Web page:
The Wii U is, undoubtedly, the biggest and most important gaming release of 2012. The successor to one of the most popular video game consoles of all time – one that ushered in thousands upon thousands of new people into the medium – the Wii U is an industry force on a massive scale. Though it might not have the immediate flash of the latest Halo or Call of Duty title, the proof is there that it will be the face of video games for a number of years to come.
Not only is the Wii U the latest home system from the only major hardware-producing company dedicated exclusively to making video games, but it is also the first Nintendo home system to launch with a major Mario title since the N64 in 1996. Along with a number of exclusives, the console is launching with a variety of ports (including Mass Effect 3, Assassin’s Creed 3, and Batman: Arkham City) all specially tailored to the new GamePad controls, giving the Wii U the second largest launch lineup in history.
Once Nintendo finally revealed the console’s release date, SKUs, and price, system pre-orders were sold out in less than two days, ensuring purchase-driving newspaper headlines of “Wii U Sold Out Everywhere” will appear soon after the Wii U’s Nov. 18 launch.
Yet despite all this, many stores around the United States have decided not to hold Wii U midnight releases for Nintendo’s ardent fans, breaking the strong tradition of exciting midnight launches for new home consoles in favor of locking up the stores like normal. Why?
Well, like most rotten things in the corporate world, one only has to follow the stench of money to find the root of the problem. Nintendo announced late October that their new console would be sold at a financial loss, meaning that the company may not see much (if any) immediate return on their investment. Though they should make up for the lost profit through the sale of retail games, downloadable exclusives, DLC, and peripherals, Nintendo is currently trying to watch their wallet.
However, this current financial situation puts a slight chink in the Wii U’s launch. For those unaware, while companies like GameStop and Best Buy certainly have the capital to pay for the expenses of a midnight launch, they are often able to use the launch as a bargaining chip to get more money out of the publisher. This is how small or less popular games are able to get midnight releases: because they are subsidized.
And, since Nintendo won’t be paying to launch a system at midnight that they’re already selling at a loss, it seems that most major video game and electronics outlets have decided to close-up shop on time and make fans come in the next day to pick up their new console. While some stores will still be joining alongside Nintendo World in New York in celebrating the Wii U’s launch at midnight, the trend seems to be in favor of the opposite.
But wait, that still doesn’t explain why they wouldn’t do at least some kind of a midnight launch, because even if they didn’t throw a grand gala or anything, it would still be financially worth it. The fact that the pre-orders sold out within two days implies that most of the people who got their console reserved are the type of gamer who would be willing to stand in line late at night to get the system. They are the type of person who is incredibly excited for the Wii U or, at the very least, are dedicated gamers as a whole. You know, the kind that will set aside plenty of money just so they can send it Nintendo’s way.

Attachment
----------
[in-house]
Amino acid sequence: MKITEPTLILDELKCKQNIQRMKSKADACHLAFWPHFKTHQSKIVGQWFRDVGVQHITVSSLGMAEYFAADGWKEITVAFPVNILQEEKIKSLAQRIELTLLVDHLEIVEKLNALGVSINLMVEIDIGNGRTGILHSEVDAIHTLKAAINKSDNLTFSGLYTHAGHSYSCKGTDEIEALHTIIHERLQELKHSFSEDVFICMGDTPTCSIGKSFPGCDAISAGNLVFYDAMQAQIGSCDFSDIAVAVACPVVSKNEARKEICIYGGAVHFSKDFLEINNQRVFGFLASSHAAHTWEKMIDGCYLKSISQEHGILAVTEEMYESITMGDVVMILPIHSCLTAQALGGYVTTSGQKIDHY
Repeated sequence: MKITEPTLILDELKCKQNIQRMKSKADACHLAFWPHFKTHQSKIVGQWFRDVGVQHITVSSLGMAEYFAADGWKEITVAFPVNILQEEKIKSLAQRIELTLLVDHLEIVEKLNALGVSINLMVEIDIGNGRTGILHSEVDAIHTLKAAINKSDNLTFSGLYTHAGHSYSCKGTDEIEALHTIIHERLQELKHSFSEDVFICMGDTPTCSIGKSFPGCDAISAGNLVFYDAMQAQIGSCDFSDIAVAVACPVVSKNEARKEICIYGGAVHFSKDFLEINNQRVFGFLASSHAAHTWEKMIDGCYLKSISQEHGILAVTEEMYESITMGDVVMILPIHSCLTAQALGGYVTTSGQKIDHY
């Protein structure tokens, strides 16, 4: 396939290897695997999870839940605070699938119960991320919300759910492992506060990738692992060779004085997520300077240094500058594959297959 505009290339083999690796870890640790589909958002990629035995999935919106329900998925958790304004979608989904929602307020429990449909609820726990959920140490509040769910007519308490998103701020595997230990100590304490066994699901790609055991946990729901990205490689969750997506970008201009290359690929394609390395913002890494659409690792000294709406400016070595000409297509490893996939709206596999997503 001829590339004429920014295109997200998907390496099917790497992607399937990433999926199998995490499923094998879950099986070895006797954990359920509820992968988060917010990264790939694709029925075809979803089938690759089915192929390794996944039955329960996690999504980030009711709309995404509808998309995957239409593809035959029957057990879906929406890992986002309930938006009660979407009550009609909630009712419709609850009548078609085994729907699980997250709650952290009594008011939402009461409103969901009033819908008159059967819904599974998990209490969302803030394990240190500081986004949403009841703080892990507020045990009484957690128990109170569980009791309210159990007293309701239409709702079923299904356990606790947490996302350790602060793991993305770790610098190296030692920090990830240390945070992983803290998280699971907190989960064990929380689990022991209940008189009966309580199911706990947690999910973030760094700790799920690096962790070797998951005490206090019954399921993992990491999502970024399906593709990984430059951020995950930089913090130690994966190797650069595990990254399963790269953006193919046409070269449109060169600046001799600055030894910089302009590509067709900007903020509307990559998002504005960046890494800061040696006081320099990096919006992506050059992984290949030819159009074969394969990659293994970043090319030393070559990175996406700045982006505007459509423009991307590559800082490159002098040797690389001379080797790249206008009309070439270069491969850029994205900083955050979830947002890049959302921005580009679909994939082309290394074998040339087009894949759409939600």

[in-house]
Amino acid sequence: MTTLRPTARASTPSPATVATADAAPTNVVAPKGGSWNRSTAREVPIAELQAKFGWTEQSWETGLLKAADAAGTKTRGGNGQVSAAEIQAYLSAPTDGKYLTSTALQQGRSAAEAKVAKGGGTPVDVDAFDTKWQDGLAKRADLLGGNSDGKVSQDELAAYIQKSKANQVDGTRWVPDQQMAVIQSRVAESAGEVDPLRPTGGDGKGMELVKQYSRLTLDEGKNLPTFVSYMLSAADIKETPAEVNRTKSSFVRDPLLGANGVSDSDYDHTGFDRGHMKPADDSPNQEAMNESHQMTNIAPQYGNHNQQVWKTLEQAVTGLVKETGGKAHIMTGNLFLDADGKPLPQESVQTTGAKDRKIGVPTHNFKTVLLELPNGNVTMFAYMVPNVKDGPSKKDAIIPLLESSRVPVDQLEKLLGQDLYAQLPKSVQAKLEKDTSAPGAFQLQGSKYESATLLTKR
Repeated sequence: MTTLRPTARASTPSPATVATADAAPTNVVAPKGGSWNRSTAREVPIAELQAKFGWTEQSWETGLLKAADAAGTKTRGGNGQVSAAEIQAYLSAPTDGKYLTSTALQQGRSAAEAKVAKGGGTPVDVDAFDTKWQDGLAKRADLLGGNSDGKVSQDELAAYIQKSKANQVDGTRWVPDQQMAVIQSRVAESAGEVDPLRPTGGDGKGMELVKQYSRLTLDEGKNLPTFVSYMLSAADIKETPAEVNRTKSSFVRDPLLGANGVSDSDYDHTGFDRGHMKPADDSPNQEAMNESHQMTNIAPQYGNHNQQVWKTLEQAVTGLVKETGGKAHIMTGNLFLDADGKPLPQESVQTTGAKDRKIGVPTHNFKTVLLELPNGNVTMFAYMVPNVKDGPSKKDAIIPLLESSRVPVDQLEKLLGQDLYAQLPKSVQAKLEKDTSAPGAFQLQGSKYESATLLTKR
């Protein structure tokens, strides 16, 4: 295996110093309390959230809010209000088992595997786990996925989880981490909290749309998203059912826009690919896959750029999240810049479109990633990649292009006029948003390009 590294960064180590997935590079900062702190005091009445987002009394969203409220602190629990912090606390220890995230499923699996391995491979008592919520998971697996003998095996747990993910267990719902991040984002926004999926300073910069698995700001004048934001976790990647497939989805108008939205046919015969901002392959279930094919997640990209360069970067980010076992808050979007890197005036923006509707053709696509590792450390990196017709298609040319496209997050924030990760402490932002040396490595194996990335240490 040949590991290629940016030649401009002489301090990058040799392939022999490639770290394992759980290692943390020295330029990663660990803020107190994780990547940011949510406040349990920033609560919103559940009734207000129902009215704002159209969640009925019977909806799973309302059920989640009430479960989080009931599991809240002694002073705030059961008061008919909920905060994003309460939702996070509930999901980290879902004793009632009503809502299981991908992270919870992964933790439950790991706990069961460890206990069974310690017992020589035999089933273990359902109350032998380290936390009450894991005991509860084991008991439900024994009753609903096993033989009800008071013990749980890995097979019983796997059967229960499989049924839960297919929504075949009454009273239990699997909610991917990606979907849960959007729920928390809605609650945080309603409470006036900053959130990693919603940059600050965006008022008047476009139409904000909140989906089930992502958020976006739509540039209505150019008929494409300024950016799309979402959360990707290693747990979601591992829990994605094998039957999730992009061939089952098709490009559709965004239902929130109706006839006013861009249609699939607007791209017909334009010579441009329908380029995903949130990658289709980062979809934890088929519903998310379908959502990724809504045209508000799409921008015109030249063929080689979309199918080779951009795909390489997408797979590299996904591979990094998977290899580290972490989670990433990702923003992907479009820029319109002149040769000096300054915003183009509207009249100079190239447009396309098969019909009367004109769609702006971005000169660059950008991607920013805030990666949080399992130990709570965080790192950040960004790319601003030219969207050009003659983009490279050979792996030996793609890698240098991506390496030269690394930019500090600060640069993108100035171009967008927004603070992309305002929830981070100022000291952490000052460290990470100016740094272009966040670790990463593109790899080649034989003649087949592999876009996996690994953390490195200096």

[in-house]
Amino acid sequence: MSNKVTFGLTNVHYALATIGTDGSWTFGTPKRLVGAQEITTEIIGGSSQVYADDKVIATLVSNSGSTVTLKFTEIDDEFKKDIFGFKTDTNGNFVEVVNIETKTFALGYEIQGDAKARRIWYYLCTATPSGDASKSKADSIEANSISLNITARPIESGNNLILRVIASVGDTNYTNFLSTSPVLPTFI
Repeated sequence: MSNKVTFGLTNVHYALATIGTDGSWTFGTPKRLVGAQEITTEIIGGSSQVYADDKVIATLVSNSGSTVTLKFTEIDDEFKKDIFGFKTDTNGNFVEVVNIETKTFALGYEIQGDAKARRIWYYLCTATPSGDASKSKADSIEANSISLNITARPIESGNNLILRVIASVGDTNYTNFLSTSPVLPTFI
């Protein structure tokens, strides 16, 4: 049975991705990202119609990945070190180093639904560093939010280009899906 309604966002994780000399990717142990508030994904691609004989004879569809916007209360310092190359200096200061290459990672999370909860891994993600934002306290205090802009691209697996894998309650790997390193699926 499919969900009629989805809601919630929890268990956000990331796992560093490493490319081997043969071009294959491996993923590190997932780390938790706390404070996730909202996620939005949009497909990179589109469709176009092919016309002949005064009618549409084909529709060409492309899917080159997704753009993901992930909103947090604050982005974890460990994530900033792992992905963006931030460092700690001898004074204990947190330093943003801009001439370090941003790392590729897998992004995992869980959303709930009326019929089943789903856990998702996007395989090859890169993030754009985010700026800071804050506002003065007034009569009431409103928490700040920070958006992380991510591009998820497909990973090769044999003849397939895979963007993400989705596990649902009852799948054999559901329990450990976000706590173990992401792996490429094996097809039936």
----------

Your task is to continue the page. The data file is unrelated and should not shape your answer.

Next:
A midnight launch is the perfect time to try and sell more Nintendo products to those gamers. While they are filled to the brim with excitement waiting amongst friends and fellow gamers, possibly playing on a demo booth or speculating about how good the games will be, why not try and push some of the less popular launch games, controllers, or peripherals? Though you probably wouldn’t sell too many strategy guides or copies of Just Dance 4, it shouldn’t be too hard to push the Wii U’s pro controller or try and sell more copies of ZombieU and Tank! Tank! Tank!.
And, at the very least, the stores would still get through their inventory in a quick and orderly fashion, allowing employees more time the next day to try and push the system and its games to those who either missed the pre-order window, are shopping for their children, or who don’t even really know about the Wii U yet.
I speculate that the reason many stores aren’t doing a midnight launch for the Wii U is two fold. To start, the whole situation shows a blatant bias against Nintendo. GameStop would never pass up the opportunity to do a midnight launch for a new Microsoft system, especially after the success of the Halo 4 launch. If this were a new Xbox, you can bet they’d be all over it. However, it’s not, and because Nintendo’s image is less “FPS-brown, let’s frag noobs over the Internet” and more “it’s-a me, Mario,” the people who work at GameStop, Best Buy, and the like simply aren’t as interested.
A second speculation, however, reveals an even worse plan. By refusing to launch the Wii U at midnight, GameStop has officially increased how much their “midnight launch” bargaining chip is worth. By refusing Nintendo, they may have ensured a massive payout from Sony and Microsoft by the time their new systems are released.
And, worst of all, this is simply another day in the world of the greedy, seedy corporate-and-enterprise-controlled video games industry.
Images Used under Fair Use for the Purpose of Commentary